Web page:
Venture capitalist John Stanton revealed an interesting bit of information at a seminar in 2011: Steve Jobs originally wanted to launch the iPhone on its own network and eschew the traditional partnerships with established cell phone carriers [source: Gadget Lab]. This would let Apple create a device without making compromises to any other entity. An iPhone owner wouldn't have to worry about features being omitted or cut back because of a disagreement between Apple and another company.
According to Stanton, Jobs explored the possibility of creating a smartphone network using existing WiFi networks. Ultimately, Jobs concluded such a path wasn't viable. But what if Apple were to try again?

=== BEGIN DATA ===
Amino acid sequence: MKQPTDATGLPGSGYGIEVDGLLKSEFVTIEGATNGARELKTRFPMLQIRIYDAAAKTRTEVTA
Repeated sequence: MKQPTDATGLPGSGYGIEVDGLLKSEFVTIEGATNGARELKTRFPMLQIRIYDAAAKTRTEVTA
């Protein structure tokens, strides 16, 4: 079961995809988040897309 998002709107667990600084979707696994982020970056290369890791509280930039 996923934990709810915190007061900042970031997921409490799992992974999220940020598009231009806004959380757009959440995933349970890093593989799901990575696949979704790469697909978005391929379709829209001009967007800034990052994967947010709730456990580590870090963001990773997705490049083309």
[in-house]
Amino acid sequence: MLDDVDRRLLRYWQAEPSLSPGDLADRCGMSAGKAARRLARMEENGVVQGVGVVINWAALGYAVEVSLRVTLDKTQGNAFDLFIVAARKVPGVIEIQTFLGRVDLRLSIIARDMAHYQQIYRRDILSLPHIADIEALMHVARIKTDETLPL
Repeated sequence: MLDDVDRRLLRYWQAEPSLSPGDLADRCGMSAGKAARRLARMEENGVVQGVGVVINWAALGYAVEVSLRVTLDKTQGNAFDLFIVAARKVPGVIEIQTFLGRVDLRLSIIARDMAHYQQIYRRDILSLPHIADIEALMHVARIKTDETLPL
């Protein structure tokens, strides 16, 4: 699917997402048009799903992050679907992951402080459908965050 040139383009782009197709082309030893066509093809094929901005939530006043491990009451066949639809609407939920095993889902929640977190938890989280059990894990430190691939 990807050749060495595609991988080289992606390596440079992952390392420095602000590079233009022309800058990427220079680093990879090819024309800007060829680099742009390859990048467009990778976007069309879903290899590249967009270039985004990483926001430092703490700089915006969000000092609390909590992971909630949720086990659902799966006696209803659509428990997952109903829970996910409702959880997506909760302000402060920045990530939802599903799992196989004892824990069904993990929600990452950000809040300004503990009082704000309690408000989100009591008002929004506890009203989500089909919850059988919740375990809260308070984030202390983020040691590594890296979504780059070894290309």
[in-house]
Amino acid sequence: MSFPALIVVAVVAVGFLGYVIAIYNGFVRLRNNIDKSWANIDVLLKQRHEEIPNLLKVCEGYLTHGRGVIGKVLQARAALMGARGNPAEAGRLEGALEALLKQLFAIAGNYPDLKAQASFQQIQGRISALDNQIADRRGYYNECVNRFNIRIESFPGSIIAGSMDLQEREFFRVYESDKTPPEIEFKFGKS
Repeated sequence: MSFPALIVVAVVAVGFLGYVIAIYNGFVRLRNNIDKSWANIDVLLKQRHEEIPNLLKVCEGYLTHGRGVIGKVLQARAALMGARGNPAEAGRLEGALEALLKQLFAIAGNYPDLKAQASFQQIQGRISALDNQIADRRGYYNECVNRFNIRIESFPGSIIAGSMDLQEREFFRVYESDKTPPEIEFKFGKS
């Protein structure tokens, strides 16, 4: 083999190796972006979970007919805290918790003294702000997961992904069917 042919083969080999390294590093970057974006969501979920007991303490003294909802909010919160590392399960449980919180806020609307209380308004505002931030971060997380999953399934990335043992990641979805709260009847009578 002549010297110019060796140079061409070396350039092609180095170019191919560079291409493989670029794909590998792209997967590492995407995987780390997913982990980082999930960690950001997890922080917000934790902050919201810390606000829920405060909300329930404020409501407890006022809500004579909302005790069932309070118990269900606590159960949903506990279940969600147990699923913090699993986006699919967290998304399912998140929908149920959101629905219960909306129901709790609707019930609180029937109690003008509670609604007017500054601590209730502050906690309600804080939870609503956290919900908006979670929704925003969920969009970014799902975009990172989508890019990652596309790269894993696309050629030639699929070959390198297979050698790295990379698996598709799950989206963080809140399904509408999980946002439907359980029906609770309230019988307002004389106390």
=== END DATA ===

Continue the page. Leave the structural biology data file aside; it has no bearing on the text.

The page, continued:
A carrier-free iPhone might include functions that some cell phone carriers prefer remain absent from phones, such as tethering the smartphone to other devices to act as a sort of WiFi modem. But such a business model would require careful work on Apple's part. The company would have to create billing procedures and prices. Without the support of carriers, customers might be faced with a smartphone that costs much more money. And the shift away from traditional carriers could have massive economic consequences further down the road.
Could we see a carrier-free phone in the future? Is Apple willing to risk burning bridges with traditional carriers launching such a product should it prove to be feasible? Or is that the sort of move we'd only expect from a giant like Google? We'll have to wait and see.